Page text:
Weddings, parties, anything

This article first appeared in Style Magazine, July 2010

Tyson Stelzer

Planning a big event? A few tips will keep the wine flowing, explains Tyson Stelzer.

It’s a scenario that comes up all the time: “Would you organise the wine for our party? We’d like to spend as little as possible.”

When you’re entertaining hundreds at your wedding reception, engagement party or ‘zero’ birthday, wine is a vital part of the mix. But how do you avoid embarrassment if you don’t have thousands to spend? Here are some party tricks to help you get it right without blowing the budget.

You don’t have to fork out a fortune to put great wines on the table. But when you’re buying at the bottom end it’s more important than ever to be discerning. Let’s be honest, most wines lurking under $10 are ghastly abominations.

There are stunners to be found if you buy carefully. Kick of the proceedings with sparkling white (Wolf Blass Red Label, $7) and sparkling pink (Jacob’s Creek, $10 – don’t fear, it’s not sweet!). Sauvignon Blanc is mandatory, but New Zealand isn’t. Go for Oxford Landing ($6) or Yalumba Y-Series ($8). Chardonnay is optional, and your best bets are Hardy’s Nottage Hill ($9) and Deen DeBortoli ($10).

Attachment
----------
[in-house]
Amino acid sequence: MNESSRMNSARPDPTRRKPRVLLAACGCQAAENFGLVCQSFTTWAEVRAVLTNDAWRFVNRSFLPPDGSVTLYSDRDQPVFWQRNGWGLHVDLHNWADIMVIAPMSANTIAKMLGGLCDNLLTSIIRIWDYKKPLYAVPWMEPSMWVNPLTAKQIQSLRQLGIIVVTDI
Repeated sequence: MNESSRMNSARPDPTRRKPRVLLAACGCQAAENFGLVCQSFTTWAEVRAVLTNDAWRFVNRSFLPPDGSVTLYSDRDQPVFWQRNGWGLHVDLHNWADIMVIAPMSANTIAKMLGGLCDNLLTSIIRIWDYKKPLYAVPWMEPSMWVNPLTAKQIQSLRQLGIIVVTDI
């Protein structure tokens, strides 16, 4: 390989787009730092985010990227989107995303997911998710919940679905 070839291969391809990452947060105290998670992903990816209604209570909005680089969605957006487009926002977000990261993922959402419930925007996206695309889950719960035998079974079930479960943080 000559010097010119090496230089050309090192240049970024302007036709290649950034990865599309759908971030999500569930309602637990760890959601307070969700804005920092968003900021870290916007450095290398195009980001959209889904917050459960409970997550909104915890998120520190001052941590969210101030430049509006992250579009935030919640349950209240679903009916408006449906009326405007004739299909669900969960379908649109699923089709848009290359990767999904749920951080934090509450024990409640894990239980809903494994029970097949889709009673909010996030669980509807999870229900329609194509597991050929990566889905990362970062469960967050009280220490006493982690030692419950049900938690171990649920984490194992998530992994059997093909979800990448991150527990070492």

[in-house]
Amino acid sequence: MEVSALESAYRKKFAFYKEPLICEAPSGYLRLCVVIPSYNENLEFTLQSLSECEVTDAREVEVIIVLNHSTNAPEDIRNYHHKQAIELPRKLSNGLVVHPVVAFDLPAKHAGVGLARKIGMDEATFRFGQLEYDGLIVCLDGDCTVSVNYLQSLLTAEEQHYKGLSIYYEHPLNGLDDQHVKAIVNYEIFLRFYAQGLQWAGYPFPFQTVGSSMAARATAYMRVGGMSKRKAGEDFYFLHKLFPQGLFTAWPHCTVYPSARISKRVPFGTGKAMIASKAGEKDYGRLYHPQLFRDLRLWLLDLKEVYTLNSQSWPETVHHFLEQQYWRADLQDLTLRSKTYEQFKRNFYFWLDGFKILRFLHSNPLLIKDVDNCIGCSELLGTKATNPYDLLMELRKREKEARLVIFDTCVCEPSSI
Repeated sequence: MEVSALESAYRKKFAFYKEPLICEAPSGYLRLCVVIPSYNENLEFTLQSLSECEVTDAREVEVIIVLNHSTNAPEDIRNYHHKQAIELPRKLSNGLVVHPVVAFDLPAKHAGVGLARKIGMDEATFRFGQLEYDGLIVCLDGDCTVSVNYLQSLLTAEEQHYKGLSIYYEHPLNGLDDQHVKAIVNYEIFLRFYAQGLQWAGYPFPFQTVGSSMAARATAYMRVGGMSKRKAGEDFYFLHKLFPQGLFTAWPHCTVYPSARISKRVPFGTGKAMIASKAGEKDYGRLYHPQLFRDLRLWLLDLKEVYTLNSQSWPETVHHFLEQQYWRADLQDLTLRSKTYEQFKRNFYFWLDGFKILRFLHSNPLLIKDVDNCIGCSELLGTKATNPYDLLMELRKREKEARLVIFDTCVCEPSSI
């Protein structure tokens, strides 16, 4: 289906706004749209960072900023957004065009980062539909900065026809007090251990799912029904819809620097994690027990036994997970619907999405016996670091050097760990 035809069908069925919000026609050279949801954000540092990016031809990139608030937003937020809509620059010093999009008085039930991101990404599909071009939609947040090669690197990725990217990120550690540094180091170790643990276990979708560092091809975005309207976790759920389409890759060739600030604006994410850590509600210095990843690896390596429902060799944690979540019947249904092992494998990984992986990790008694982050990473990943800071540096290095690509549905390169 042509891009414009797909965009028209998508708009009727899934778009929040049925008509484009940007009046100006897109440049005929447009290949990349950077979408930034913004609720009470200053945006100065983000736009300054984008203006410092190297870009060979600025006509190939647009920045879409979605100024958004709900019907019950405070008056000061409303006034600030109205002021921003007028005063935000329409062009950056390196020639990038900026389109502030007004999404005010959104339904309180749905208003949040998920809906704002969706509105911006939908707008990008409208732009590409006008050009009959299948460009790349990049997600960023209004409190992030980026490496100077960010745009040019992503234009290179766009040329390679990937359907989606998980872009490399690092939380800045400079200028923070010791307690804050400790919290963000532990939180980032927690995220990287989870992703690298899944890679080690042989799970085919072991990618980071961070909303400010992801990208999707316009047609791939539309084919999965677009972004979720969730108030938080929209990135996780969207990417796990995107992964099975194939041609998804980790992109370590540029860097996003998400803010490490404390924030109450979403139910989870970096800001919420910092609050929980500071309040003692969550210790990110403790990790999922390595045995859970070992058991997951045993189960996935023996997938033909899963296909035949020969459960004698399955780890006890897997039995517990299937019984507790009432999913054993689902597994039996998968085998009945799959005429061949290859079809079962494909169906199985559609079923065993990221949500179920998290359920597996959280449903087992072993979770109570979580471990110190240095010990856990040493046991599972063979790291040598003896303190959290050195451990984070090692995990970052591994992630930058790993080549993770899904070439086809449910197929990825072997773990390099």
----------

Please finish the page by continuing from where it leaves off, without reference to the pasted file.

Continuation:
For reds, hook up Mike Press for as much Shiraz and Cabernet as you need (www.mikepresswines.com.au, $10). Or look for Jacob’s Creek Shiraz Cabernet or Grenache Shiraz ($8), McPherson Shiraz ($10), McWilliams Inheritance Shiraz Merlot ($6) or McWilliam’s Hanwood Cabernet ($10). Your Pinot alternative is Windy Peak ($11). Always have some sweet wine on hand, and your best choice is Brown Brothers Orange Muscat & Flora ($10).

Your best haunts for party spending are Dan Murphy’s and First Choice, and you’ll get a big discount buying in bulk (which I’ve factored into the prices here). Go to the independent stores for your fine wine buying, but they can’t compete at these prices.

How much to buy? Half a bottle per person is your starting point, with equal quantities of sparkling, white and red. Increase the volume if it’s a sit-down meal and buy more red if it’s winter or a night function and more white for a sunny afternoon. If you’re serving bubbles on arrival or for toasts, work on seven glasses per bottle. Round everything up to six-bottle cases – leftovers won’t go to waste.

The right glasses are vital and, again, you don’t need to break the bank to get it right. Forget the plastic disposables – they’re bad for the wine and the environment. You’ll find real glasses in six packs for around $1 per stem in department stores and Ikea.